Signs and Symptoms of Atherosclerosis Heart Disease
Atherosclerosis usually doesn't cause signs and symptoms until it severely narrows or totally blocks an artery. Many people don't know they have the disease until they have a medical emergency, such as a heart attack or stroke.
Some people may have signs and symptoms of the disease. Signs and symptoms will depend on which arteries are affected.
The coronary arteries supply oxygen-rich blood to your heart. When plaque narrows or blocks these arteries (a condition called coronary heart disease, or CHD), a common symptom is angina. Angina is chest pain or discomfort that occurs when your heart muscle doesn't get enough oxygen-rich blood.
Angina may feel like pressure or a squeezing pain in your chest. You also may feel it in your shoulders, arms, neck, jaw, or back. This pain tends to get worse with activity and go away when you rest. Emotional stress also can trigger the pain.
Other symptoms of CHD are shortness of breath and arrhythmias (ah-RITH-me-ahs). Arrhythmias are problems with the rate or rhythm of the heartbeat.
Plaque also can form in the heart's smallest arteries. When this happens, it's called coronary microvascular disease (MVD). In addition to angina and shortness of breath, coronary MVD also may cause sleep problems, fatigue (tiredness), and lack of energy.
The carotid arteries supply oxygen-rich blood to your brain. When plaque narrows or blocks these arteries (a condition called carotid artery disease), you may have symptoms of a stroke. These symptoms may include:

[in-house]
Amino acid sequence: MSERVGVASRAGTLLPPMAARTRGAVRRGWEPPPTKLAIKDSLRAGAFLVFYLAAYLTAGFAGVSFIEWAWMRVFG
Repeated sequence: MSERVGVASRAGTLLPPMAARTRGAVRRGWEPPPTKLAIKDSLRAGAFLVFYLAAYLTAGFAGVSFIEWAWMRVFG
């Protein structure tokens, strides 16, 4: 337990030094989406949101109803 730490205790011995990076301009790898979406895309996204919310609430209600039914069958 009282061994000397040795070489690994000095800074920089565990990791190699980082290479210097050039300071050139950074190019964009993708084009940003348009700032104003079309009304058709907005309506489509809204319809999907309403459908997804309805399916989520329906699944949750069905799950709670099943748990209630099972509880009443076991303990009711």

- Sudden weakness or numbness in the face or limbs, often on just one side of the body
- The inability to move one or more of your limbs
- Trouble speaking and understanding
- Sudden trouble seeing in one or both eyes
- Dizziness or loss of balance
- A sudden, severe headache with no known cause
Plaque also can build up in the major arteries that supply oxygen-rich blood to the legs, arms, and pelvis. When this happens, it's called peripheral arterial disease. If these major arteries are narrowed or blocked, it can lead to numbness, pain, and, sometimes, dangerous infections.
How Is Atherosclerosis Heart Disease Diagnosed?
Your doctor will diagnose atherosclerosis based on your medical and family histories, a physical exam, and results from tests.
Specialists Involved for Atherosclerosis Heart Disease
If you have atherosclerosis, a primary care doctor, such as an internist or family practitioner, may handle your care. Your doctor may recommend other health care specialists if you need expert care. These specialists may include:
- A cardiologist. This is a doctor who specializes in diagnosing and treating heart diseases and conditions. You may see a cardiologist if you have coronary heart disease (CHD) or coronary microvascular disease (MVD).
- A vascular specialist. This is a doctor who specializes in diagnosing and treating blood vessel problems. You may see a vascular specialist if you have peripheral arterial disease (P.A.D.).
- A neurologist. This is a doctor who specializes in diagnosing and treating nervous system disorders. You may see a neurologist if you've had a stroke due to carotid artery disease.
Physical Exam for Atherosclerosis Heart Disease
During the physical exam, your doctor may listen to your arteries for an abnormal whooshing sound called a bruit (broo-E). Your doctor can hear a bruit when placing a stethoscope over an affected artery. A bruit may indicate poor blood flow due to plaque buildup.